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Hail damage: How to spot it on your car and home and what to do

Hail can wreak havoc on your car. Here’s how to spot hail damage on a car, fix it and prevent costly hail damage.

Various sizes of hail being held in a hand after a storm.

No one wants a car that looks like a golf ball, but that’s exactly what one bad hail storm can do. Learn how to spot the telltale signs of hail damage, find out what it takes to fix it and know what to do to avoid this severe weather hazard.

What is hail damage?

During a severe storm, chunks of ice smaller than peas or, less often, larger than baseballs can fall from the sky at speeds of many miles per hour. If hard enough when they reach the ground, hailstones can cause damage to the tune of $8 to $14 billion a year.

Hail damage spikes from March through June, and just two states — Texas and Colorado — account for 37% of all hail-related insurance claims. Even so, hail storms happen all over the country throughout the year.

Hail often causes damage to a home’s roofing and siding, which can result in leaks. Repairs may be needed as a result of the hail damage. But it can also wreak havoc on vehicles, with nearly 750,000 claims made each year.

More important than protecting property, of course, is making sure that you and your family stay safe during a hailstorm.

How to spot hail damage on a car

Any vehicle left outdoors during a storm is susceptible to damage. It’s often obvious, but at times, spotting damage may require close examination. When the severe weather clears and it is safe to go outdoors, inspect the car for these most-common signs of hail damage:

  • Large or small dents in the hood, doors, side panels or trunk; these dings typically aren’t uniform, may not damage the paint and may not cover the entire vehicle
  • Chipped, cracked or broken windshield, windows or mirrors
  • Water damage inside the vehicle due to broken glass components
  • Missing or loose side mirrors
  • Doors or side mirrors that are stuck or jammed

If you’re unsure whether damage on your vehicle is related to hail, most body shops offer free inspections and hail damage estimates.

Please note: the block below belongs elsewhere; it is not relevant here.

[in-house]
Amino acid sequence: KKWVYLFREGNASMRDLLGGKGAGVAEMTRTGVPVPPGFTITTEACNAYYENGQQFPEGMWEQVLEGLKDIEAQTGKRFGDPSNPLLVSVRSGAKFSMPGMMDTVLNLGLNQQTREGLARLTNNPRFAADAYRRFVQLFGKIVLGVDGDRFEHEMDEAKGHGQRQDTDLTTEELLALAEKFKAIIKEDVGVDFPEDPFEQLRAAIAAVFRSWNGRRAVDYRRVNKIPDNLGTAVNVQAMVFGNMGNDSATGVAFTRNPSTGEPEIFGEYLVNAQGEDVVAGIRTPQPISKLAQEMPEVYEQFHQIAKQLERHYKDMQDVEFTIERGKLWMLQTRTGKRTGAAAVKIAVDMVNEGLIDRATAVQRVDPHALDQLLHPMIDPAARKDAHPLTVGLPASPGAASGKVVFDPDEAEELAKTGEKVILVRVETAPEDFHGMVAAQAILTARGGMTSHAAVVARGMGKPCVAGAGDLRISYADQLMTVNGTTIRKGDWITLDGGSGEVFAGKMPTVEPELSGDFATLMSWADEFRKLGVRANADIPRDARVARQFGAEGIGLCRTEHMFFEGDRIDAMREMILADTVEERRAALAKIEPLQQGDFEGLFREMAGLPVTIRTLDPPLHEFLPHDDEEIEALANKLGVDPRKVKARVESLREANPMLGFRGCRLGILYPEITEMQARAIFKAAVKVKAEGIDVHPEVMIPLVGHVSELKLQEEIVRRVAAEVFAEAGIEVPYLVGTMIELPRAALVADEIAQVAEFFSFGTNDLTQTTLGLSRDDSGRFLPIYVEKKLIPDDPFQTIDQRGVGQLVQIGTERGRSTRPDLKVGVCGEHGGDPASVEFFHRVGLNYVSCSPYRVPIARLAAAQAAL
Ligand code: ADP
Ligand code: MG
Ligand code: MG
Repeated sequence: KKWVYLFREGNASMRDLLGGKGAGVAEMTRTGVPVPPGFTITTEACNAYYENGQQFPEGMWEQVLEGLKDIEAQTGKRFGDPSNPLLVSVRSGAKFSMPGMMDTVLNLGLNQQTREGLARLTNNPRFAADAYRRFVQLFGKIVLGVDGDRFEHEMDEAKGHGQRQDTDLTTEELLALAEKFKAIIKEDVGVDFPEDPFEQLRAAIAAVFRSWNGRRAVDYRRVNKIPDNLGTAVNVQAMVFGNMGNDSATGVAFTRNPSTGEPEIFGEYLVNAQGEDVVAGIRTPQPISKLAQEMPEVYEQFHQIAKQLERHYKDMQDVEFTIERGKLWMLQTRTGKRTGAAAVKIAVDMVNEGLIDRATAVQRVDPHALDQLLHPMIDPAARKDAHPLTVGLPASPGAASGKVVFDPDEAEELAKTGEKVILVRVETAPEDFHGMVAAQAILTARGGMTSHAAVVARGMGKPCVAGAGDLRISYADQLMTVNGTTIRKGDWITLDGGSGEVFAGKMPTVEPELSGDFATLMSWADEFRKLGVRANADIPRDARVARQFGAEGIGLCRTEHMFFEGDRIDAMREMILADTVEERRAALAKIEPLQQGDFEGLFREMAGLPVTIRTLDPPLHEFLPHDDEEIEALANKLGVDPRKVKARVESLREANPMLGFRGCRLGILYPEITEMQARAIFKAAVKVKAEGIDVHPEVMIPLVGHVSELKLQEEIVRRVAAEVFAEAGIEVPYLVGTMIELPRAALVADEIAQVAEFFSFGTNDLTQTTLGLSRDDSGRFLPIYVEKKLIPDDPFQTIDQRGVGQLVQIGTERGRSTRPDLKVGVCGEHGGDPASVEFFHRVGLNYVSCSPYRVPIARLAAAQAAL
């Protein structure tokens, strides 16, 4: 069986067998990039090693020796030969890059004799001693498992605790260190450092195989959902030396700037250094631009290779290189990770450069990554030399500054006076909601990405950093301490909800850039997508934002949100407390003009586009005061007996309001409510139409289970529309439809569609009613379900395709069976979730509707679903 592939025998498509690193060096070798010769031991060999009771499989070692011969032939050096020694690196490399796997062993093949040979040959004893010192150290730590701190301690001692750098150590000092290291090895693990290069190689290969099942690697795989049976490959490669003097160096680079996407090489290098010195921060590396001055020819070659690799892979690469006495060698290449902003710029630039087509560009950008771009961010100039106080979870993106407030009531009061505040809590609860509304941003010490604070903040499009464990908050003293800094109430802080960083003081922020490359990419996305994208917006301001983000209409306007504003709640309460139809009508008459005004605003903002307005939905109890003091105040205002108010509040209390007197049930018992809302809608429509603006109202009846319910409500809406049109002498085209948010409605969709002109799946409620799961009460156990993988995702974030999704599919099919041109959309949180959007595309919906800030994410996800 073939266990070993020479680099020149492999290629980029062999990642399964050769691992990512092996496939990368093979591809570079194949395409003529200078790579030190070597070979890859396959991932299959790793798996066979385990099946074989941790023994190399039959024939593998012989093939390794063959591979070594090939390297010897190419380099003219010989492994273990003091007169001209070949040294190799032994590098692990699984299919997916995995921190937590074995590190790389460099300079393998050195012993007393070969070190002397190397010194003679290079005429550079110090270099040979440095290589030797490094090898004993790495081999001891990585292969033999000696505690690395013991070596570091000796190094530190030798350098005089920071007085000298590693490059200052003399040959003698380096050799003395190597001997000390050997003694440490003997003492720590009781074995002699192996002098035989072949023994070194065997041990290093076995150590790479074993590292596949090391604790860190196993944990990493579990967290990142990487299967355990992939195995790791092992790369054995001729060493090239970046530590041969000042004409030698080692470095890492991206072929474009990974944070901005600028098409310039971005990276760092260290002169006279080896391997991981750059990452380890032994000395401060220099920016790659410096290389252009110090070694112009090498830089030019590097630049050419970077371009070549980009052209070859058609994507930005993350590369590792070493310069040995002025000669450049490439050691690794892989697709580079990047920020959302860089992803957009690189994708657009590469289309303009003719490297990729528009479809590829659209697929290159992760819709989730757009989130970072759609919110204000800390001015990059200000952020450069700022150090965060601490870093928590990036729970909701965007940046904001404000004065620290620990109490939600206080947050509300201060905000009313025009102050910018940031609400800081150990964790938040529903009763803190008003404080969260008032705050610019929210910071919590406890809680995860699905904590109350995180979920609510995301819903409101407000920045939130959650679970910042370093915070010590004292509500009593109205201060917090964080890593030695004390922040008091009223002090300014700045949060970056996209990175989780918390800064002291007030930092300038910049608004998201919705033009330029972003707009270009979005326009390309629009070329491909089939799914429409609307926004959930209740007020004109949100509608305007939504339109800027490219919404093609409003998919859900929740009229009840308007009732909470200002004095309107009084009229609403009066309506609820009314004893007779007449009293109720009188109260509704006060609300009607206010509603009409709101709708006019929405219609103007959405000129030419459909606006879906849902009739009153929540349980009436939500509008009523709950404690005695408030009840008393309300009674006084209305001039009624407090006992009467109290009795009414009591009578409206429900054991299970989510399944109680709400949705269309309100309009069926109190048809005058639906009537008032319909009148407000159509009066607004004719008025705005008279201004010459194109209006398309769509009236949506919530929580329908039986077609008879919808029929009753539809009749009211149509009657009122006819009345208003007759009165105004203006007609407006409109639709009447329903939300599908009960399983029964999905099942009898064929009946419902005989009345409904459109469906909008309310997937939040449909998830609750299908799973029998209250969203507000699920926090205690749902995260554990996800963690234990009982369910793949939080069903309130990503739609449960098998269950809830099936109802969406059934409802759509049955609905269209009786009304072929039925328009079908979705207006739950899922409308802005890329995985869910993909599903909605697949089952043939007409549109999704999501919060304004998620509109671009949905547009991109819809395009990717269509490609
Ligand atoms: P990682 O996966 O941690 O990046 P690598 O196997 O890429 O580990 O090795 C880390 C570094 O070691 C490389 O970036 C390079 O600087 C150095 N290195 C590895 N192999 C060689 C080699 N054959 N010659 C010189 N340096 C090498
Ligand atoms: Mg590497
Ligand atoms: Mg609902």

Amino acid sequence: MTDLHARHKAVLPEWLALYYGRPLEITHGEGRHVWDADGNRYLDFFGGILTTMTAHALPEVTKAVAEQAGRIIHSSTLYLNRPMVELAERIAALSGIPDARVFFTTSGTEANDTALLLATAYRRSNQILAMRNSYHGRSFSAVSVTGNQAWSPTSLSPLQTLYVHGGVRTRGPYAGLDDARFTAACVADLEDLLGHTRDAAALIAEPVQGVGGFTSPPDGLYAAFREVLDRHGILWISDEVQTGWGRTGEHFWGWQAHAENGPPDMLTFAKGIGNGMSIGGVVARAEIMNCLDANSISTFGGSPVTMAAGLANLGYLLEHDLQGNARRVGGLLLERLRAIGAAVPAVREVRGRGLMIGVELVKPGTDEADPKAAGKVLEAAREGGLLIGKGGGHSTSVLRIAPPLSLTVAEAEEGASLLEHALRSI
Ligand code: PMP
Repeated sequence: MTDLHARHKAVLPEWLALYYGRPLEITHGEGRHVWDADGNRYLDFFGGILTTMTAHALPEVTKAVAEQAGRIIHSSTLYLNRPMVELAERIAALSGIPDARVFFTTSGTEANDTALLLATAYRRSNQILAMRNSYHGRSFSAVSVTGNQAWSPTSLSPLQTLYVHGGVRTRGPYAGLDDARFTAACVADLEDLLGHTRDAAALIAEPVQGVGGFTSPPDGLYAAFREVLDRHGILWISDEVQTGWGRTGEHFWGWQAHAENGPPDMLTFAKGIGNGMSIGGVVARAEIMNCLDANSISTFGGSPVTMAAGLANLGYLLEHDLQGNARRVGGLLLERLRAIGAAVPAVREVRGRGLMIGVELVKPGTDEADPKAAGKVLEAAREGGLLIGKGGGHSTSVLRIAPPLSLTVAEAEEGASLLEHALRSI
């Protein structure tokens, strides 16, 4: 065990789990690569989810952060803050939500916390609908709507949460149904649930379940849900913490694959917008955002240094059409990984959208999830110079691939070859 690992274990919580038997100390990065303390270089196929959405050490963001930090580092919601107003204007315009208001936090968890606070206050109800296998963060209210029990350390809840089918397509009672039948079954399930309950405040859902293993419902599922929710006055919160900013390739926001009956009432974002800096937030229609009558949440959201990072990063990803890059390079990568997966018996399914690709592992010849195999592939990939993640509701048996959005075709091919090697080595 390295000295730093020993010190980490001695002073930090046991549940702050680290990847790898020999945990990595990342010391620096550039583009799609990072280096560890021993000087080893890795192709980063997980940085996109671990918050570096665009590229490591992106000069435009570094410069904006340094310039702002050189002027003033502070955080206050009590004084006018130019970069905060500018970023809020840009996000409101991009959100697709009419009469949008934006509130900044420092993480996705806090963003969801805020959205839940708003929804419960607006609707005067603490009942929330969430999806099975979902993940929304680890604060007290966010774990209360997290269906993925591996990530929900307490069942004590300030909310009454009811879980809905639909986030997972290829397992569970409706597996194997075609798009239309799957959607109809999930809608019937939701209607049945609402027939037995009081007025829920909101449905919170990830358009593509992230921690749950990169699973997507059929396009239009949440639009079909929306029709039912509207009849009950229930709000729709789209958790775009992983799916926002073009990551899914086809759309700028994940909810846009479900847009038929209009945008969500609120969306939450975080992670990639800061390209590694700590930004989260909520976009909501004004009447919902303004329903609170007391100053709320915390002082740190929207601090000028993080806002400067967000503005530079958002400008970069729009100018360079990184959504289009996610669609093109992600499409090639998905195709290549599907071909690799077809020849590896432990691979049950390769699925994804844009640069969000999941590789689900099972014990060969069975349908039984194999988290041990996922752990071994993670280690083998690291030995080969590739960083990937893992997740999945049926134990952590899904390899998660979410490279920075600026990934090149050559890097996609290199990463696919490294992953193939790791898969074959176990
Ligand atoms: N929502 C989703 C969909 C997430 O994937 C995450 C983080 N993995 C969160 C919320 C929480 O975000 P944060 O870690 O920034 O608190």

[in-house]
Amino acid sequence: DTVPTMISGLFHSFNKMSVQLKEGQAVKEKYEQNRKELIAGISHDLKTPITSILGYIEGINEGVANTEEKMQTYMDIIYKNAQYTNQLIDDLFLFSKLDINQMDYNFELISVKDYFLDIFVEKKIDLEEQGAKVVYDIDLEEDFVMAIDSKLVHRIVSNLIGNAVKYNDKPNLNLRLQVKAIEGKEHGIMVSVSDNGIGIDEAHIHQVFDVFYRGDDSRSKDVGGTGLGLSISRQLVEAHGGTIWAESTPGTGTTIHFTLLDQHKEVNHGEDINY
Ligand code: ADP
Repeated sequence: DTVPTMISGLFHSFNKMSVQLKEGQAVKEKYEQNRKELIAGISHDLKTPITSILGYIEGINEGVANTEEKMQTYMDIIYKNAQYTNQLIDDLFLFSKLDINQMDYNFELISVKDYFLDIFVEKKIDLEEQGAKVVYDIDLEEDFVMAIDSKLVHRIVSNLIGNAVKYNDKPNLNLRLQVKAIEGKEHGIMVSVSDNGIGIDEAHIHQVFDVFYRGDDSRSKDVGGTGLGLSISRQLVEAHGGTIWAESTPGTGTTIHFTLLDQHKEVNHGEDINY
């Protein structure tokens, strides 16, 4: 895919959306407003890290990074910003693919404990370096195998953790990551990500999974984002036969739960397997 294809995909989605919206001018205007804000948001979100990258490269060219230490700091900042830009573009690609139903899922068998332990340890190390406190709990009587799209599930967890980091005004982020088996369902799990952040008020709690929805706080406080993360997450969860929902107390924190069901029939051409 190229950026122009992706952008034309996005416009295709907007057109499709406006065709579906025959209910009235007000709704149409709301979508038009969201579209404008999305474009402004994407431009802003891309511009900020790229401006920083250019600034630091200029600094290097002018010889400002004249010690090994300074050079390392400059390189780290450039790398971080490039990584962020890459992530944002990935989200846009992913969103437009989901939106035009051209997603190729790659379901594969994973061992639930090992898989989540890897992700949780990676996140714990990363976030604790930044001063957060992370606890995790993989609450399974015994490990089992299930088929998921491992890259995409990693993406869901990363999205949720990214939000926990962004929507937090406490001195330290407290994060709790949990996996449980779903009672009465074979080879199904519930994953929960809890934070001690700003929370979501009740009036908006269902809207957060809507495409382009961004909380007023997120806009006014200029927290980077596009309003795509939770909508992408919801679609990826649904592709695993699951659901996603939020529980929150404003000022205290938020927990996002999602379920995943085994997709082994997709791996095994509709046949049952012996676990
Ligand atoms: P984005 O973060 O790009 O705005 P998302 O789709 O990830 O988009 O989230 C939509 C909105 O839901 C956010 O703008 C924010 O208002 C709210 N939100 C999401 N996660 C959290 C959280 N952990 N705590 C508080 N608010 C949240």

Hail damage repair

Paintless dent repair (PDR) is an industry-recognized repair process that involves the removal of hail dents or other types of damage from metal exterior surface panels without disturbing the vehicle’s finish. In most cases, this procedure involves the use of specialized tools to apply pressure to the backside of the panel to remove surface imperfections. Other techniques may be used to repair damage from the topside of the panel, depending on the size and location of the damage.

Hail damage repair costs can range from a few hundred to thousands of dollars. Insurance typically covers vehicle hail damage repair, so check your policy and deductible to determine if it’s in your best interest to file a claim.

How to prevent hail damage

An ounce of prevention is worth a pound of cure. With hail, avoiding damage can avoid expensive out-of-pocket repairs or insurance deductibles.

Parking your car in a garage can protect it from the elements. If you don’t have a garage, consider installing a carport, which can cost as little as $1,000. There are also car covers specifically made to protect against hail damage, including inflatable designs, that cost a few hundred dollars. If all else fails, cover your car with blankets in advance of a storm.

The information in this article was obtained from various sources not associated with State Farm® (including State Farm Mutual Automobile Insurance Company and its subsidiaries and affiliates). While we believe it to be reliable and accurate, we do not warrant the accuracy or reliability of the information. State Farm is not responsible for, and does not endorse or approve, either implicitly or explicitly, the content of any third party sites that might be hyperlinked from this page. The information is not intended to replace manuals, instructions or information provided by a manufacturer or the advice of a qualified professional, or to affect coverage under any applicable insurance policy. These suggestions are not a complete list of every loss control measure. State Farm makes no guarantees of results from use of this information.




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